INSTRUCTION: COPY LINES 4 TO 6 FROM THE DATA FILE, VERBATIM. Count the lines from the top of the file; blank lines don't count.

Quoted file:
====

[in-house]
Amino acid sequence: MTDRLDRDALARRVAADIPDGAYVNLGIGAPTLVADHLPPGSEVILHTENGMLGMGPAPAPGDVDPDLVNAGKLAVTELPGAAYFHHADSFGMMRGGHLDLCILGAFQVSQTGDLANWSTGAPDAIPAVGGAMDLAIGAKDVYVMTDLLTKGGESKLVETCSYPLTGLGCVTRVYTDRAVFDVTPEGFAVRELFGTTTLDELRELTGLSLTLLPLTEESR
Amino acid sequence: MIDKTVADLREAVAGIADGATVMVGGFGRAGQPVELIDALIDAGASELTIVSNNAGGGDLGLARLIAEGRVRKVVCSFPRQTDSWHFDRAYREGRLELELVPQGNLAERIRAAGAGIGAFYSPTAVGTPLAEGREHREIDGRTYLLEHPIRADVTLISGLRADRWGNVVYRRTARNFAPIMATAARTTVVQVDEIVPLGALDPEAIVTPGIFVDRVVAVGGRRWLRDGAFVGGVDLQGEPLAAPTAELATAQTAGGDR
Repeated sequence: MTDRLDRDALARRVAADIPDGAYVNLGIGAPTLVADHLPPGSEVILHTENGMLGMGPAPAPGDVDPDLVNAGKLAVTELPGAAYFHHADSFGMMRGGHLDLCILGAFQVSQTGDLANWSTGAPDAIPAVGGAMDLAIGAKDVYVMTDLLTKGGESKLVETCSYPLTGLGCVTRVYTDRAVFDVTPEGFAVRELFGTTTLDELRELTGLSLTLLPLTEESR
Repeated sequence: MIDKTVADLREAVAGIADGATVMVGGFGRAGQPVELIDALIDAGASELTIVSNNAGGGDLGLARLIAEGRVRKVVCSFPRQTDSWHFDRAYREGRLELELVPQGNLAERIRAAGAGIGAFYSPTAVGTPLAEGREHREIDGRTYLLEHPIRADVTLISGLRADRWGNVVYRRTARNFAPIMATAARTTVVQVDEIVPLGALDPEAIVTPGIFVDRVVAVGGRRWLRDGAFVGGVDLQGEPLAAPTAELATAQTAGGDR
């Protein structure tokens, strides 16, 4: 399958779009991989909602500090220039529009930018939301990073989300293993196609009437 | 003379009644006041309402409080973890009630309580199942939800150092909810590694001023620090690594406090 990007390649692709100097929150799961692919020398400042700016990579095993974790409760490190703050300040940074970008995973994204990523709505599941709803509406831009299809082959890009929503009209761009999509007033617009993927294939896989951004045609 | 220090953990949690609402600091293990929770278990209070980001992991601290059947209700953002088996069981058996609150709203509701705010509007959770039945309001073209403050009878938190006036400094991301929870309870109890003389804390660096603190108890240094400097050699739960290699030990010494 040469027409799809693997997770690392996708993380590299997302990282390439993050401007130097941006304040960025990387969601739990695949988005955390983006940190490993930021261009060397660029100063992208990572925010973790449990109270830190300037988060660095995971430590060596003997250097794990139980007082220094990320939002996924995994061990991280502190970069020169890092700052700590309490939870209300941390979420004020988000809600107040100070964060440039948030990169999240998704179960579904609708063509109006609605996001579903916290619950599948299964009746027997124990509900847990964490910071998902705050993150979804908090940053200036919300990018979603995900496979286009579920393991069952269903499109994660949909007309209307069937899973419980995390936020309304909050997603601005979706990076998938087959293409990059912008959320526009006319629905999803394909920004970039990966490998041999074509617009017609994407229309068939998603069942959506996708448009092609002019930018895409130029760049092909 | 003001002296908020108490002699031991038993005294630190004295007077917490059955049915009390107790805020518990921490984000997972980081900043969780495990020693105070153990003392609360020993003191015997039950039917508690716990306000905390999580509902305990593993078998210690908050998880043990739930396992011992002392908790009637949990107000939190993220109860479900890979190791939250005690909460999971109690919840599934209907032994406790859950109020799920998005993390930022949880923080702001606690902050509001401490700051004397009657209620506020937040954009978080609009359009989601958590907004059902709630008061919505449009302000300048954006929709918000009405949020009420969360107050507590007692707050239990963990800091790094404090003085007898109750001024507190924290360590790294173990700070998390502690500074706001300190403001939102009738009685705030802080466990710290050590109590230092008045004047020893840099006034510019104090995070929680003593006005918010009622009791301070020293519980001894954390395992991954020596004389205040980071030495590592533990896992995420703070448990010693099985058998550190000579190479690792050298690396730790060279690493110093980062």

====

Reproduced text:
Repeated sequence: MTDRLDRDALARRVAADIPDGAYVNLGIGAPTLVADHLPPGSEVILHTENGMLGMGPAPAPGDVDPDLVNAGKLAVTELPGAAYFHHADSFGMMRGGHLDLCILGAFQVSQTGDLANWSTGAPDAIPAVGGAMDLAIGAKDVYVMTDLLTKGGESKLVETCSYPLTGLGCVTRVYTDRAVFDVTPEGFAVRELFGTTTLDELRELTGLSLTLLPLTEESR
Repeated sequence: MIDKTVADLREAVAGIADGATVMVGGFGRAGQPVELIDALIDAGASELTIVSNNAGGGDLGLARLIAEGRVRKVVCSFPRQTDSWHFDRAYREGRLELELVPQGNLAERIRAAGAGIGAFYSPTAVGTPLAEGREHREIDGRTYLLEHPIRADVTLISGLRADRWGNVVYRRTARNFAPIMATAARTTVVQVDEIVPLGALDPEAIVTPGIFVDRVVAVGGRRWLRDGAFVGGVDLQGEPLAAPTAELATAQTAGGDR
């Protein structure tokens, strides 16, 4: 399958779009991989909602500090220039529009930018939301990073989300293993196609009437 | 003379009644006041309402409080973890009630309580199942939800150092909810590694001023620090690594406090 990007390649692709100097929150799961692919020398400042700016990579095993974790409760490190703050300040940074970008995973994204990523709505599941709803509406831009299809082959890009929503009209761009999509007033617009993927294939896989951004045609 | 220090953990949690609402600091293990929770278990209070980001992991601290059947209700953002088996069981058996609150709203509701705010509007959770039945309001073209403050009878938190006036400094991301929870309870109890003389804390660096603190108890240094400097050699739960290699030990010494 040469027409799809693997997770690392996708993380590299997302990282390439993050401007130097941006304040960025990387969601739990695949988005955390983006940190490993930021261009060397660029100063992208990572925010973790449990109270830190300037988060660095995971430590060596003997250097794990139980007082220094990320939002996924995994061990991280502190970069020169890092700052700590309490939870209300941390979420004020988000809600107040100070964060440039948030990169999240998704179960579904609708063509109006609605996001579903916290619950599948299964009746027997124990509900847990964490910071998902705050993150979804908090940053200036919300990018979603995900496979286009579920393991069952269903499109994660949909007309209307069937899973419980995390936020309304909050997603601005979706990076998938087959293409990059912008959320526009006319629905999803394909920004970039990966490998041999074509617009017609994407229309068939998603069942959506996708448009092609002019930018895409130029760049092909 | 003001002296908020108490002699031991038993005294630190004295007077917490059955049915009390107790805020518990921490984000997972980081900043969780495990020693105070153990003392609360020993003191015997039950039917508690716990306000905390999580509902305990593993078998210690908050998880043990739930396992011992002392908790009637949990107000939190993220109860479900890979190791939250005690909460999971109690919840599934209907032994406790859950109020799920998005993390930022949880923080702001606690902050509001401490700051004397009657209620506020937040954009978080609009359009989601958590907004059902709630008061919505449009302000300048954006929709918000009405949020009420969360107050507590007692707050239990963990800091790094404090003085007898109750001024507190924290360590790294173990700070998390502690500074706001300190403001939102009738009685705030802080466990710290050590109590230092008045004047020893840099006034510019104090995070929680003593006005918010009622009791301070020293519980001894954390395992991954020596004389205040980071030495590592533990896992995420703070448990010693099985058998550190000579190479690792050298690396730790060279690493110093980062």